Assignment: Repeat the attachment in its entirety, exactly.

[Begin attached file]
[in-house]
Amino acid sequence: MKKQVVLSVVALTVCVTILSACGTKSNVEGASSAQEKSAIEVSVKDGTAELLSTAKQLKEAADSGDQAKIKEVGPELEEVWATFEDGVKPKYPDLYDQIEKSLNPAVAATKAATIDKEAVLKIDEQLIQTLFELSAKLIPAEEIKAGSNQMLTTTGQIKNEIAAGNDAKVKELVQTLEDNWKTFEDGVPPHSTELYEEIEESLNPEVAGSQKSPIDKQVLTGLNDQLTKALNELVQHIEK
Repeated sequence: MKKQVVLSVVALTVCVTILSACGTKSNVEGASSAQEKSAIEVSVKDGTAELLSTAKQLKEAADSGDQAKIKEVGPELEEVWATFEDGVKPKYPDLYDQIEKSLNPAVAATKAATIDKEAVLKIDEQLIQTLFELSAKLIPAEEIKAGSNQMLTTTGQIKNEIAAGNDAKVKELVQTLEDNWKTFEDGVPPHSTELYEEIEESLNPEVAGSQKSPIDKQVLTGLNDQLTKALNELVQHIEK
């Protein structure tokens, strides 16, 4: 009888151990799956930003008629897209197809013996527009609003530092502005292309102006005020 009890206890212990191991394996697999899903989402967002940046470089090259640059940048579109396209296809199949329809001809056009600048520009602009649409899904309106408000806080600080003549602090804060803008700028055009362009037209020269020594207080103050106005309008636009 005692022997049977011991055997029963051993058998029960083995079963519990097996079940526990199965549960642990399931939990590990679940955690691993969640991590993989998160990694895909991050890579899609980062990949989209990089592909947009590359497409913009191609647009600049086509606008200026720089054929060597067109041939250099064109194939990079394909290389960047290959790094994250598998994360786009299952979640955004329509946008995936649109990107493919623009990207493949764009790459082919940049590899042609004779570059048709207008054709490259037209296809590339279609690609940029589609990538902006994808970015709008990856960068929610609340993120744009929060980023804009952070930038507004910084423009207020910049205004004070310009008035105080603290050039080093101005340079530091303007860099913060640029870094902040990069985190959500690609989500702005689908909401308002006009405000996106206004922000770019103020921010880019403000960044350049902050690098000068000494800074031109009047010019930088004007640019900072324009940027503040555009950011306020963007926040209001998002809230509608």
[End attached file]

[in-house]
Amino acid sequence: MKKQVVLSVVALTVCVTILSACGTKSNVEGASSAQEKSAIEVSVKDGTAELLSTAKQLKEAADSGDQAKIKEVGPELEEVWATFEDGVKPKYPDLYDQIEKSLNPAVAATKAATIDKEAVLKIDEQLIQTLFELSAKLIPAEEIKAGSNQMLTTTGQIKNEIAAGNDAKVKELVQTLEDNWKTFEDGVPPHSTELYEEIEESLNPEVAGSQKSPIDKQVLTGLNDQLTKALNELVQHIEK
Repeated sequence: MKKQVVLSVVALTVCVTILSACGTKSNVEGASSAQEKSAIEVSVKDGTAELLSTAKQLKEAADSGDQAKIKEVGPELEEVWATFEDGVKPKYPDLYDQIEKSLNPAVAATKAATIDKEAVLKIDEQLIQTLFELSAKLIPAEEIKAGSNQMLTTTGQIKNEIAAGNDAKVKELVQTLEDNWKTFEDGVPPHSTELYEEIEESLNPEVAGSQKSPIDKQVLTGLNDQLTKALNELVQHIEK
């Protein structure tokens, strides 16, 4: 009888151990799956930003008629897209197809013996527009609003530092502005292309102006005020 009890206890212990191991394996697999899903989402967002940046470089090259640059940048579109396209296809199949329809001809056009600048520009602009649409899904309106408000806080600080003549602090804060803008700028055009362009037209020269020594207080103050106005309008636009 005692022997049977011991055997029963051993058998029960083995079963519990097996079940526990199965549960642990399931939990590990679940955690691993969640991590993989998160990694895909991050890579899609980062990949989209990089592909947009590359497409913009191609647009600049086509606008200026720089054929060597067109041939250099064109194939990079394909290389960047290959790094994250598998994360786009299952979640955004329509946008995936649109990107493919623009990207493949764009790459082919940049590899042609004779570059048709207008054709490259037209296809590339279609690609940029589609990538902006994808970015709008990856960068929610609340993120744009929060980023804009952070930038507004910084423009207020910049205004004070310009008035105080603290050039080093101005340079530091303007860099913060640029870094902040990069985190959500690609989500702005689908909401308002006009405000996106206004922000770019103020921010880019403000960044350049902050690098000068000494800074031109009047010019930088004007640019900072324009940027503040555009950011306020963007926040209001998002809230509608």